Sir Gawain and the Green Knight: A Hero (Fit 4)

Sir Gawain and the Green Knight: A Hero (Fit 4)

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  • The Green Knight welcomes Gawain and compliments him on his punctuality. He then tells Gawain that he will "receive what [the Green Knight] swore to give."(104)  Gawain tries to act unafraid as he bares his neck for the deadly blow.  He is a hero here because of his chivalry. Gawain went all this way in order to meet the Green Knight so that he could get beheaded. The Green Knight does not behead Gawain however. He feints to hit hit him twice, then cuts his neck on the third time. 
  •  Gawain gets up early and prepares to leave the castle. He puts on his armor and orders a servant to saddle his horse. He is a hero in this scene. He is a hero because he is getting ready to go meet the Green Knight and own up to his promise. His armor is also described in a very heroic way, much like in Fit 2. Gawain's "breast-and belly- armour had been burnished bright,/ And the rusty rings of his rich mail-coat [were] rolled clean." (96) he also is described as "putting on apparel of the most princely kind." ( 97)
  • Gawain and Gringolet prepare to take off, and Gawain silently blesses the castle, asking Christ to keep it safe from harm and wishing joy on the host and the host’s wife. He is a hero here because he is showing respect to his hosts by wishing them the best.  
  • " Here in the castle is a company whose conduct is honorable./ The man who maintains them, may he have joy!/ The delightful lady, love befall her while she lives!/ ...may He on high,/ The King Of Heaven, requite you and your company too!" (98.)
  • Gawain's guide tells him that if leaves now without facing the Green Knight, he will not to tell anyone. He tells Gawain that no one survives an encounter with the Green Knight.Gawain refuses to be a coward, and decides to go on without the guide. He is a hero because he will go on, no matter what his guide says, because he is a chivalrous knight.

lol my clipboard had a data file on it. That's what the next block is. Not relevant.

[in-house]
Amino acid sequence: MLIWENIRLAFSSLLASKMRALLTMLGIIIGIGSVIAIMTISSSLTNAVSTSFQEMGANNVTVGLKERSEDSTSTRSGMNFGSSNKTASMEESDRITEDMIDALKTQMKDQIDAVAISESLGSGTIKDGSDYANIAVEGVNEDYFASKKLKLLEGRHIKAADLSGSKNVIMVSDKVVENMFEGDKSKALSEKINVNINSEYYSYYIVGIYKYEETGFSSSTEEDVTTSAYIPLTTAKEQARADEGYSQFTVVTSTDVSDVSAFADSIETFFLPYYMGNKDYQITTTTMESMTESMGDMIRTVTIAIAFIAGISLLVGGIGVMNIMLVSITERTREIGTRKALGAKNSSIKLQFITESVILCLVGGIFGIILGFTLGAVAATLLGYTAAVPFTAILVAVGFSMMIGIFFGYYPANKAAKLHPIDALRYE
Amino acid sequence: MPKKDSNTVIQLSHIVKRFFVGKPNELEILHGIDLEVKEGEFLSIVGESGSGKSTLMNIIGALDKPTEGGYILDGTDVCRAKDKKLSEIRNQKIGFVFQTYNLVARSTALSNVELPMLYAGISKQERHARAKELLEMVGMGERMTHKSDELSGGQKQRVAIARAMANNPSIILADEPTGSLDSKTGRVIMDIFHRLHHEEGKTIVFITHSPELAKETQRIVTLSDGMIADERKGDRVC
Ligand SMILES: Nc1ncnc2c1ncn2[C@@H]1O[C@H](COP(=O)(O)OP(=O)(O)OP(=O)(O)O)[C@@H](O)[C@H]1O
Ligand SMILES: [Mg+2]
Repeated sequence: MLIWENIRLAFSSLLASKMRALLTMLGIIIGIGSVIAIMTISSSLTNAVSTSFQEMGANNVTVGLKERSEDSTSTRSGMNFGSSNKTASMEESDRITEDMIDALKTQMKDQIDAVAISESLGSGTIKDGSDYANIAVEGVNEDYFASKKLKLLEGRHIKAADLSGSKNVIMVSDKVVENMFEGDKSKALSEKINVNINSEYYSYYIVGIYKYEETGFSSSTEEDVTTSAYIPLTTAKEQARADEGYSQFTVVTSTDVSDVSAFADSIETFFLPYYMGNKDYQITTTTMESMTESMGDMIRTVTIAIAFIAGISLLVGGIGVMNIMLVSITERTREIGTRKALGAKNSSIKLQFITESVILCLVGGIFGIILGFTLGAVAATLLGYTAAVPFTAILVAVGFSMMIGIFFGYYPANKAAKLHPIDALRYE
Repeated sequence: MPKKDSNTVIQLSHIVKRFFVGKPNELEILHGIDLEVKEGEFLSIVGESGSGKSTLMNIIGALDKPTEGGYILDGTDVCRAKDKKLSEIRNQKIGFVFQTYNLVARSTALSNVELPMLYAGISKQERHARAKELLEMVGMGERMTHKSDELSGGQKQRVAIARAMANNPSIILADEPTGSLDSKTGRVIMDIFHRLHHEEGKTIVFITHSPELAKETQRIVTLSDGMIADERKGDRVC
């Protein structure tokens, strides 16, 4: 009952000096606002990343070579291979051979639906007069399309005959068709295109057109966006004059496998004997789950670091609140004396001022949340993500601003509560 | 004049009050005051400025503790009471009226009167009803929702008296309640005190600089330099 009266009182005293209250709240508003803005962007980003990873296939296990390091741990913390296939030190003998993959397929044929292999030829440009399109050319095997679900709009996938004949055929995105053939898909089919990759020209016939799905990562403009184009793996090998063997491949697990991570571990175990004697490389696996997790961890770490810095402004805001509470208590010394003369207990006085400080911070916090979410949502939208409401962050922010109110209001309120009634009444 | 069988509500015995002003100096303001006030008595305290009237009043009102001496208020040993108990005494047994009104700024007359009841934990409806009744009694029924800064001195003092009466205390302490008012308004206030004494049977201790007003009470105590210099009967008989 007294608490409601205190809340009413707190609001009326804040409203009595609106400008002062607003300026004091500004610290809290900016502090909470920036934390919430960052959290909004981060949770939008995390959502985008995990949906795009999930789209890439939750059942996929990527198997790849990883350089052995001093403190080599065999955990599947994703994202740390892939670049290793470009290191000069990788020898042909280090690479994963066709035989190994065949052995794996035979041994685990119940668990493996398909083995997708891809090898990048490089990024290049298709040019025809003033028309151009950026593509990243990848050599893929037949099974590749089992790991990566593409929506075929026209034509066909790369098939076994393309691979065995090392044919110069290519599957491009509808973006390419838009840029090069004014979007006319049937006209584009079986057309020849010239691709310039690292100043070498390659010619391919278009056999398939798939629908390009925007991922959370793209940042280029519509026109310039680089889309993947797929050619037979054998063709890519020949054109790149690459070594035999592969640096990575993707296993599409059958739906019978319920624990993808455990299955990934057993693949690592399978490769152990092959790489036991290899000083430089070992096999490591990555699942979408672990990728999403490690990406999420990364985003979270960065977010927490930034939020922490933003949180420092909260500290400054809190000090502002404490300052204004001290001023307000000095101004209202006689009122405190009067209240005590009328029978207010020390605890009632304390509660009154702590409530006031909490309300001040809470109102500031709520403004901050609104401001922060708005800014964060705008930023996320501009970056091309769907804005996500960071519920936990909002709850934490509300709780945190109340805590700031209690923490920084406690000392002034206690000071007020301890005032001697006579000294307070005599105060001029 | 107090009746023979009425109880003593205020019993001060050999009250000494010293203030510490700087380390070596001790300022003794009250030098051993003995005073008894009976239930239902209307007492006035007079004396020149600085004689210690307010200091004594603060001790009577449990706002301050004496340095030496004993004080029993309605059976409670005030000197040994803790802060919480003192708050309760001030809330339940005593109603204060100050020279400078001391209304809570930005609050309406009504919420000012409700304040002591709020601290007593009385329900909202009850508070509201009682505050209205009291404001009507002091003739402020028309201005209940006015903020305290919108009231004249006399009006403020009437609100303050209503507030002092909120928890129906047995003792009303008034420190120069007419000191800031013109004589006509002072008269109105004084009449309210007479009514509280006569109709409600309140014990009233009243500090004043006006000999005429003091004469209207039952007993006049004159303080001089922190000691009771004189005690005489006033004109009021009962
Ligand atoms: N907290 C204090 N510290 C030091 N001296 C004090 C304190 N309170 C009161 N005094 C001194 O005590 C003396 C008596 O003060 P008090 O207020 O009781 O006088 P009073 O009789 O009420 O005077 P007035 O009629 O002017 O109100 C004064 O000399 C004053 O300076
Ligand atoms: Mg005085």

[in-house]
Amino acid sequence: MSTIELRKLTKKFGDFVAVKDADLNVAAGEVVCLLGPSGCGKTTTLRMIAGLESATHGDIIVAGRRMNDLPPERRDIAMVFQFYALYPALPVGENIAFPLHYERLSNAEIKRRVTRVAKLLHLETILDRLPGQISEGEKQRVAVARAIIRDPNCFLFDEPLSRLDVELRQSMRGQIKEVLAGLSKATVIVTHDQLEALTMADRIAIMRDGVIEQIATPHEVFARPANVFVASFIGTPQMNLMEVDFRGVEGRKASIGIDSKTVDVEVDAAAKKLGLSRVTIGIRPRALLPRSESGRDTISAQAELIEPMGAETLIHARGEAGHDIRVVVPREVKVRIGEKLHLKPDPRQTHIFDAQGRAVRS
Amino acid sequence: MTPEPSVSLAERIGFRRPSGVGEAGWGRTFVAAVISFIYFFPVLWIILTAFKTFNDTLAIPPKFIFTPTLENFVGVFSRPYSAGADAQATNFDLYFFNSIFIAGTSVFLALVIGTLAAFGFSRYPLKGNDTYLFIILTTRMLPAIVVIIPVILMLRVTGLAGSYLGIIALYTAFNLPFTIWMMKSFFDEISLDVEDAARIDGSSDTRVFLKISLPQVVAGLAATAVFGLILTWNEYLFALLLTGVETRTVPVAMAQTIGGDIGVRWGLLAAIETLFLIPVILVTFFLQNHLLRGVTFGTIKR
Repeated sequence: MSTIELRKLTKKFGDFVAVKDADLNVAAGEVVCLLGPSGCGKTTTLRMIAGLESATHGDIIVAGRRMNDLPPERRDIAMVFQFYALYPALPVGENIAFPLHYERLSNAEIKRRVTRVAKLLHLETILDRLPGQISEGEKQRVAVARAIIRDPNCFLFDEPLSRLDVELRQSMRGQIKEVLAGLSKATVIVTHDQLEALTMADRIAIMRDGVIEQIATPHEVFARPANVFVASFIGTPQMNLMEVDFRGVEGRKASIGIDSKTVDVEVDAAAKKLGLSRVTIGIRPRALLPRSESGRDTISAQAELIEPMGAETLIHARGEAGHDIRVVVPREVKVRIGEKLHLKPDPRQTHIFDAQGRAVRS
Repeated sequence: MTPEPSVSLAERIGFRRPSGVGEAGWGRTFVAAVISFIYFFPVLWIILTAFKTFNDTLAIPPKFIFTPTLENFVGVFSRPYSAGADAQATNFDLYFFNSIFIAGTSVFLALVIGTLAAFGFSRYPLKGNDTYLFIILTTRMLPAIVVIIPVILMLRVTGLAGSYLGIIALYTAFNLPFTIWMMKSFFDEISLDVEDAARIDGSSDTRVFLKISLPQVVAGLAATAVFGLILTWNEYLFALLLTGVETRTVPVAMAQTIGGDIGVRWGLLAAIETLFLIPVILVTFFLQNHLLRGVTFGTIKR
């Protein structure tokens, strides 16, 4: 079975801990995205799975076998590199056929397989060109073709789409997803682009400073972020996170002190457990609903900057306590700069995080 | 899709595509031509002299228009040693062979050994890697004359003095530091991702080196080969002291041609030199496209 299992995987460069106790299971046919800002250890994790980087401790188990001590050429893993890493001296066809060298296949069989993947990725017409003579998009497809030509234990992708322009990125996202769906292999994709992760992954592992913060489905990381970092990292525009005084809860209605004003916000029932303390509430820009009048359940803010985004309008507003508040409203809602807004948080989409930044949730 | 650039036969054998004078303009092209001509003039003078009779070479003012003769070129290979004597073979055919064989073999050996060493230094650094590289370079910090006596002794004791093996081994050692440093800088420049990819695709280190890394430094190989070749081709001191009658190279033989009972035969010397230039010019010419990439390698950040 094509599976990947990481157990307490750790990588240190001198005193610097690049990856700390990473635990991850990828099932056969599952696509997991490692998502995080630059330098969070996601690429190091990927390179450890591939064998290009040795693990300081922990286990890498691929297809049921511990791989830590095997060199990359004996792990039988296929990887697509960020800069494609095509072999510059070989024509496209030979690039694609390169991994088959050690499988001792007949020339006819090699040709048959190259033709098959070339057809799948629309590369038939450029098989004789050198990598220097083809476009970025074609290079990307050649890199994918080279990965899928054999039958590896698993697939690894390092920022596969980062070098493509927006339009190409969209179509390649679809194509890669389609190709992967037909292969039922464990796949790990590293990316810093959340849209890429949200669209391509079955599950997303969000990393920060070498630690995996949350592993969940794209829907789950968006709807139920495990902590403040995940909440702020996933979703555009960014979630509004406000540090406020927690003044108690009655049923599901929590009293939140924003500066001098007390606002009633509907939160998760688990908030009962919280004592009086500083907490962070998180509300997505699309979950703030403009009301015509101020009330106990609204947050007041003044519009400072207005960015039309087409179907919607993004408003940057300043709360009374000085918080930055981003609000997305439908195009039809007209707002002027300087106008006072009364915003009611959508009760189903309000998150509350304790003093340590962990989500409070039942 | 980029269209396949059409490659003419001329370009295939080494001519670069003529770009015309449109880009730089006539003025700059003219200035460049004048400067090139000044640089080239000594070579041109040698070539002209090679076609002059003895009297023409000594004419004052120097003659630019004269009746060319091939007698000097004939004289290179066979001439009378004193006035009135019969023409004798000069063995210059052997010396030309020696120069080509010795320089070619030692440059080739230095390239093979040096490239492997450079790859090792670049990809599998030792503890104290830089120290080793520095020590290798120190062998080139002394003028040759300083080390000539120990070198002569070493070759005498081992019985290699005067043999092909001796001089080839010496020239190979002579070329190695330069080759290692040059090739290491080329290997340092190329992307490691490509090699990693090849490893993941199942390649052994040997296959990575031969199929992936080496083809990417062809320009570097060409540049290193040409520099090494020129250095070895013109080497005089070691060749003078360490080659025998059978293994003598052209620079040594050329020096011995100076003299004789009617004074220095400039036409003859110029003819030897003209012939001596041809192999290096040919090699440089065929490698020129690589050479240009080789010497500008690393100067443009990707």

• "if I quit this place,/ Fled from the fellow in the fashion you propose,/ I should become a cowardly knight with no excuse whatever,/ For I will go to the Green Chapel, to get what Fate sends,/ And have whatever words I wish that worthy,/ Whether words I wish with that worthy,/ Whether weal of woe is what Fate/ Demands." (100)
  • Gawain gets up right away and challenges the Green Knight to a fight, telling him that he has withstood the promised hit. The Green Knight agrees that Gawain has fulfilled his promise, but refuses to fight, and points out that he has spared Gawain. He points out that he was the host at the castle Gawain was staying at. He feinted the first two times, because of Gawain telling the truth on the first two days (when Gawain gave him the gifts he had won from the wife) The cut from the third hit was punishment for Gawain’s behavior on the third day, when he failed to tell the truth about the green girdle. Gawain is a hero here because he came all this way to meet the Green Knight, and the Green Knight even calls Gawain a hero because of his " liberality and loyalty belonging to chivalry." (109)
  • " You truthfully kept your trust in troth with me,/ Giving me your gains, as good a man should./ The further feinted blow was for the following day,/ When you kissed my comely wife, and the kisses came to me:/ For those two things,/ harmlessly I thrust twice at you/ Feinted blows./ Truth for truth's word;/ No need for dread, God knows./ From your failure at the third/ The tap you took arose." (108,109) 
  • Gawain’s wound heals as he makes his way back to Arthur's castle. He continues to wear the green girdle on his right shoulder. When he enters the court, he meets a a lot of happy people and tells the story of him and the Green Knight . He says that he intends to wear the green girdle forever as a sign of his failure and sin.  He is a hero here because he is openly admitting his mistake and feels bad about it. All humans make mistakes.  In order to comfort Gawain, Arthur explains that everyone will wear a green belt as a sign of unification and sympathy. 
  • " each brave man of the brotherhood should bear a baldric,/ A band, obliquely about him, of bright green" (115.)
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